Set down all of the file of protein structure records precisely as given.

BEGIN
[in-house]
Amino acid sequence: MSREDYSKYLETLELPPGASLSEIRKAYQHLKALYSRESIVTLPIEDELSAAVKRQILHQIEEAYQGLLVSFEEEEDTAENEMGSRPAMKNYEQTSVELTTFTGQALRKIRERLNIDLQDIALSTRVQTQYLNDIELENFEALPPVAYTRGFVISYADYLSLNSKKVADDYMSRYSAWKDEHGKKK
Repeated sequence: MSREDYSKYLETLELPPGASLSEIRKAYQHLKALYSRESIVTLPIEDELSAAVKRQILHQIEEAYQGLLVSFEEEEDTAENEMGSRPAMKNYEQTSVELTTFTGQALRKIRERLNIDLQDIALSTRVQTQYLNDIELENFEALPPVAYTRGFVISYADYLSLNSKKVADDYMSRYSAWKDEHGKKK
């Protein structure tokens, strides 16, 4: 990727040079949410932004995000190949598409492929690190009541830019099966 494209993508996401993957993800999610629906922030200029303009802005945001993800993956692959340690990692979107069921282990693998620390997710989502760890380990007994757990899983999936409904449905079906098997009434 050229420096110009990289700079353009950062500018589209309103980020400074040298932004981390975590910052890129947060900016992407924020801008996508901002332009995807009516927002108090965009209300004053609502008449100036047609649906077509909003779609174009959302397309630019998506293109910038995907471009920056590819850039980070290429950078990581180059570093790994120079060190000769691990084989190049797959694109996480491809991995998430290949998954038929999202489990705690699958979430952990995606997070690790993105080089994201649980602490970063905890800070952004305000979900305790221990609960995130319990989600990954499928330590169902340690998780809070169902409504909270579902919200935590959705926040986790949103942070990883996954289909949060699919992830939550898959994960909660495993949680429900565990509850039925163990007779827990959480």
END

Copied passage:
[in-house]
Amino acid sequence: MSREDYSKYLETLELPPGASLSEIRKAYQHLKALYSRESIVTLPIEDELSAAVKRQILHQIEEAYQGLLVSFEEEEDTAENEMGSRPAMKNYEQTSVELTTFTGQALRKIRERLNIDLQDIALSTRVQTQYLNDIELENFEALPPVAYTRGFVISYADYLSLNSKKVADDYMSRYSAWKDEHGKKK
Repeated sequence: MSREDYSKYLETLELPPGASLSEIRKAYQHLKALYSRESIVTLPIEDELSAAVKRQILHQIEEAYQGLLVSFEEEEDTAENEMGSRPAMKNYEQTSVELTTFTGQALRKIRERLNIDLQDIALSTRVQTQYLNDIELENFEALPPVAYTRGFVISYADYLSLNSKKVADDYMSRYSAWKDEHGKKK
């Protein structure tokens, strides 16, 4: 990727040079949410932004995000190949598409492929690190009541830019099966 494209993508996401993957993800999610629906922030200029303009802005945001993800993956692959340690990692979107069921282990693998620390997710989502760890380990007994757990899983999936409904449905079906098997009434 050229420096110009990289700079353009950062500018589209309103980020400074040298932004981390975590910052890129947060900016992407924020801008996508901002332009995807009516927002108090965009209300004053609502008449100036047609649906077509909003779609174009959302397309630019998506293109910038995907471009920056590819850039980070290429950078990581180059570093790994120079060190000769691990084989190049797959694109996480491809991995998430290949998954038929999202489990705690699958979430952990995606997070690790993105080089994201649980602490970063905890800070952004305000979900305790221990609960995130319990989600990954499928330590169902340690998780809070169902409504909270579902919200935590959705926040986790949103942070990883996954289909949060699919992830939550898959994960909660495993949680429900565990509850039925163990007779827990959480």